Developers of the xf86-video-intel graphics driver – "intel" for short – have released version 2.7.0 of the driver. According to the release e-mail, the version corrects a tidy number of bugs, but also has some new functions, such as TV-out support for the D945GCLF2, SDVO-LVDS support, and video playback without "tearing" between video frames (tear-free XV), although the latter does not always work. Still, the driver is supposed to be most reliable and fastest in combination with kernel-based mode setting (KMS) ("We encourage users to use kernel mode setting and UXA acceleration with this release, which should give the best performance and robustness.")
People interested in how GPUs work and how to program them can find numerous details about the graphics core of Intel's highest performance motherboard chip-set with integrated graphics to date in the recently released G45 Programmer’s Reference Manual. Matthew Garrett and Adam Williamson are currently complaining in their blogs that the dodgy situation with the Linux driver for the US15W (Poulsbo) Intel chipset still has not improved and that there is no real remedy in sight in the near term.
- Willy Tarreau has released Linux 18.104.22.168, which plugs a number of security holes already corrected in the newer 2.6 series kernels.
- Nearly a week ago, Linus Torvalds released the second pre-release of Linux 2.6.30, indicating that 2.6.30-rc3 is likely on the way soon (see part 1 of the "What's coming in 2.6.30" Kernel Log series on The H).
- Adam Jackson has released version 1.6.1 of the X.org X-Servers, which is distinguished from its predecessor mainly by a number of small bug fixes.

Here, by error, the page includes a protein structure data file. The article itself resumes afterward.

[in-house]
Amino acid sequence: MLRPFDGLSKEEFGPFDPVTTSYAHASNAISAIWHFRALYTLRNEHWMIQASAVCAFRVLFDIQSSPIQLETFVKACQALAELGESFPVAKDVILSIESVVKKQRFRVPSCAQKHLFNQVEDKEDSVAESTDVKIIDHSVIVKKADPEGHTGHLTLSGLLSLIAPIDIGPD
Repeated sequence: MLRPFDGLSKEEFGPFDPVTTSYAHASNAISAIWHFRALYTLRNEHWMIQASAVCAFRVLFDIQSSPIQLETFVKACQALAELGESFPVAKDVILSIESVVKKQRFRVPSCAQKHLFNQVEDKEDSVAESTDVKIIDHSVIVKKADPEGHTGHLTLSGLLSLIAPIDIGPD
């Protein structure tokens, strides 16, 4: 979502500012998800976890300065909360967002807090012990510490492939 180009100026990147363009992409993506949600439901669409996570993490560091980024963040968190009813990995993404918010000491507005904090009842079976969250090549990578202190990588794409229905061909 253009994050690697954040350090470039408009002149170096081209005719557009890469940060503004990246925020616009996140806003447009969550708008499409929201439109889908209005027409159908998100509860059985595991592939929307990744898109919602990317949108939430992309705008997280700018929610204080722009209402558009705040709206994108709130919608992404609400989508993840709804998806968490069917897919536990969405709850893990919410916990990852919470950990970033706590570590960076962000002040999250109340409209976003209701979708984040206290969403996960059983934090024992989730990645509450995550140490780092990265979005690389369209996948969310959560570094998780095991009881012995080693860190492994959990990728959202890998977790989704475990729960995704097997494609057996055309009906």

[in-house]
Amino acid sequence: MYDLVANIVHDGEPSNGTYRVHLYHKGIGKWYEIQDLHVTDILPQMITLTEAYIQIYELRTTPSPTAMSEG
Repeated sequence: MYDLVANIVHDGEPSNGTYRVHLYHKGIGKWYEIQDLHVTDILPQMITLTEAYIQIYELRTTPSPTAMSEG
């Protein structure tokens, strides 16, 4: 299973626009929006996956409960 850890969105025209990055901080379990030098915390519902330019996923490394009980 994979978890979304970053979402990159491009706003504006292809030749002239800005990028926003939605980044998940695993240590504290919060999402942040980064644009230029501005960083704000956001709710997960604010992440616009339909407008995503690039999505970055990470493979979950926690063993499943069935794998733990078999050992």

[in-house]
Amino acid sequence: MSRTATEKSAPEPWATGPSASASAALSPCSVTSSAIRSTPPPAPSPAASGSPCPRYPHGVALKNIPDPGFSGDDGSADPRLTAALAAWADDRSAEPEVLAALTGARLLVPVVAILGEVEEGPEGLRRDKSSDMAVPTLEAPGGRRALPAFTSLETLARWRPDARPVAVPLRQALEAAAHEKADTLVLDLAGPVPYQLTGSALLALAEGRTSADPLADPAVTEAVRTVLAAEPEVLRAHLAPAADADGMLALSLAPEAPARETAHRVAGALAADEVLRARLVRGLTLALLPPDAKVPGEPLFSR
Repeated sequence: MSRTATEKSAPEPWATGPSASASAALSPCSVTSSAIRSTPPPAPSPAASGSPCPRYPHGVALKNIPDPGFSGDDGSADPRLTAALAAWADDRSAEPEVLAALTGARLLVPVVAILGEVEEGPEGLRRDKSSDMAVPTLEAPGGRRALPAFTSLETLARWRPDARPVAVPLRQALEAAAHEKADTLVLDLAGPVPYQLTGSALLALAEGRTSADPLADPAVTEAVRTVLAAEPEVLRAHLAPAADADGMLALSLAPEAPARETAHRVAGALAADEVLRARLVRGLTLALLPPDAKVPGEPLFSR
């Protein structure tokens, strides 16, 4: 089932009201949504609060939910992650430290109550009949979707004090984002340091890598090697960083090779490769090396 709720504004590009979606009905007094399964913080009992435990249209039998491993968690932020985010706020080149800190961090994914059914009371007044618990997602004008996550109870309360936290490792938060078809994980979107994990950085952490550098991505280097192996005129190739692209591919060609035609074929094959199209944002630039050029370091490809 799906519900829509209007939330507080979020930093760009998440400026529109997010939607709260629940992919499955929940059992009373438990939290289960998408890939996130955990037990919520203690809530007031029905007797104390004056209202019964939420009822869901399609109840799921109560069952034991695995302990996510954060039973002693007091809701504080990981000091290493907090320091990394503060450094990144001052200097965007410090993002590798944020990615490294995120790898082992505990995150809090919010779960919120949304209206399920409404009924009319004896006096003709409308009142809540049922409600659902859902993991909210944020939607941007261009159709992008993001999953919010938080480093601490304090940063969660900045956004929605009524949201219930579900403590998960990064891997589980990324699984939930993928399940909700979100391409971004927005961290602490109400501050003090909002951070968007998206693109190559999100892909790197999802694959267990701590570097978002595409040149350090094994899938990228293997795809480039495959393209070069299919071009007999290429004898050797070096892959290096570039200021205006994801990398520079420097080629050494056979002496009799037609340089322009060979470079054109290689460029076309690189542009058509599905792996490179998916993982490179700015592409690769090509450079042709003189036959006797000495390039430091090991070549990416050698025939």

- Following the announcement of Oracle's takeover of Sun (1, 2), Oracle's Chris Mason, the main developer of Btrfs, made it clear in an email, that Oracle's takeover would in no way influence plans for Btrfs and that Btrfs would continue to be an important project ("This does not change Oracle's plans for Btrfs at all, and Btrfs is still a key project for us.")
- X.org developers' decision last autumn to drop the ability to kill X-Server with CTRL+ALT+Backspace (DontZap) triggered lively discussion in web forums and mailing lists (see also: LWN.net article). In his blog, X.org programmer Peter Hutterer recently introduced a number of changes that allow the key combination to be switched on and off at run time.
- In another blog entry Peter Hutterer gives an overview of some of the latest improvements in the xf86-input-synaptics touch pad driver – "synaptics" for short. Hutterer explains how to tell if a user's own touch pad supports multi-touch.
- Till Kamppeter has released version 4.0.1 of Foomatic.
- Glibc developer Ulrich Drepper gave a detailed description of the plans for Glibc version 2.10 in his blog. Among other things, the new version will support POSIX 2008 and C++ 201x.
- The X Developers' Conference (XDC) 2009 will take place this year from the 28th to the 30th of September in Portland, Oregon, immediately following this year's Linux Plumbers Conference.
- Gphoto project developers have released version 2.4.5 of the libgphoto2 library, enabling connectivity with numerous different camera models. The new driver contains a number of small improvements for cameras and PTP devices from various manufacturers.
- Christoph Hellwig recently sent out the March issue of the monthly XFS status report to the LKML (Linux Kernel Mailing List)..
Further background and information about developments in the Linux kernel and its environment can also be found in previous issues of the Kernel Log at The H Open Source:
- Kernel Log: What's coming in 2.6.30 - Network: New Wi-Fi drivers and other network novelties
- Kernel Log: Linux 2.6.30 is taking shape
- Kernel Log: Development of 2.6.30 is under way
- Steady Growth: What's new in Linux 2.6.29
- Kernel Log: Tasmanian devil to be Linux's temporary mascot, new Radeon drivers
- Kernel Log: What's new in 2.6.29 - Part 8: Faster start-up and other behind the scenes changes